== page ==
PFL

Exclusive: Pro Futsal League looks to break into U.S. market

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There’s been no hiding the growth of soccer in the United States over the past two decades-plus. Major League Soccer has developed into an impressive entity, continually growing and attracting some of the world’s greatest talents, including David Villa and Kaká.

[ MORE: MLS expansion looking at 28 teams, says Don Garber ]

In a similar path to success, futsal — a newer, quicker variation of soccer — is seeking its opportunity to crack the U.S. soccer market with the introduction of the Pro Futsal League.

For those that may not be familiar with the game, futsal is played with five players a side on an indoor surface typically about the size of a basketball court.

Professional Futsal League game between USA and Spain in at Dr. Pepper Stars Center in Frisco, Texas, Saturday, March 14, 2015. MIKE STONE
Professional Futsal League game between USA and Spain in at Dr. Pepper Stars Center in Frisco, Texas, Saturday, March 14, 2015. PFL Commissioner Keith Tozer pictured (right). PHOTO CREDIT: MIKE STONE

A few other noted differences between soccer and futsal include — unlimited on-the-fly substitutions (like in hockey), accumulated fouls penalty shot (which results after a team concedes six fouls in a half) and kick-ins (replacing a traditional throw-in).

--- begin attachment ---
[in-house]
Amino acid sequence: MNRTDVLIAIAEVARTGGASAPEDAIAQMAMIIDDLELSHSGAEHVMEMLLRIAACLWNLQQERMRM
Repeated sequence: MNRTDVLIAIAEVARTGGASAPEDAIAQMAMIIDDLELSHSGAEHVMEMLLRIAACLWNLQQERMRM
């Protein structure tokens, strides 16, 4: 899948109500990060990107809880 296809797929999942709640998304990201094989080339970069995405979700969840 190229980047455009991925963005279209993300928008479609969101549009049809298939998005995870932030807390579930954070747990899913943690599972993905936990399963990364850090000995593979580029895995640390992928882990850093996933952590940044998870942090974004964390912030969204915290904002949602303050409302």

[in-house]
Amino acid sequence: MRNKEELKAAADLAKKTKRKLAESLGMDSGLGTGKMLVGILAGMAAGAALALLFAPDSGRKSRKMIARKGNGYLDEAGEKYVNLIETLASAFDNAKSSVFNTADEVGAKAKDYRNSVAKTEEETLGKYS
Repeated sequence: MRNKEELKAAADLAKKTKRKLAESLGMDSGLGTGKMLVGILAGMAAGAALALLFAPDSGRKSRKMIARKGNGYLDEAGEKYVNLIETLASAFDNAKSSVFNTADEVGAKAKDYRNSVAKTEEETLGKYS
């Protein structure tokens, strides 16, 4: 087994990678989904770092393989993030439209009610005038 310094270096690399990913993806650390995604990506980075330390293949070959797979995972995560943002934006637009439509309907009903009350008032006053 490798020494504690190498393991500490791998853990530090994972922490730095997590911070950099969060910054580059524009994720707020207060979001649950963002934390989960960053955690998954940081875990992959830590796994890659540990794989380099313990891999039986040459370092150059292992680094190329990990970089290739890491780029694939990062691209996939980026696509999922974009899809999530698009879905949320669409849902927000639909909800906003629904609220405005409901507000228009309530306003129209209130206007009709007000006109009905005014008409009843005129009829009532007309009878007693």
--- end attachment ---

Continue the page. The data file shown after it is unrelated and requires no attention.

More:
I recently had the opportunity to discuss Pro Futsal League with some of the organization’s executives, including Michael Hitchcock (CEO), Keith Tozer (PFL Commissioner), Rob Andrews (President of International Affairs) and Christie Nelson (Executive Director).

The league has begun its development phases and will officially launch its exhibition season in 2017. PFL — which is set to be comprised of 16 teams in various large markets across the United States — will kick off its inaugural season in 2018.

The excitement surrounding the league is unquestioned and unique because of the entities that PFL is reportedly aligning itself with. Back in February, the Dallas Morning News cited sources saying that PFL will be working closely with renowned clubs like Barcelona, Atletico Madrid, Boca Juniors and Corinthians, who will take on ownership stakes.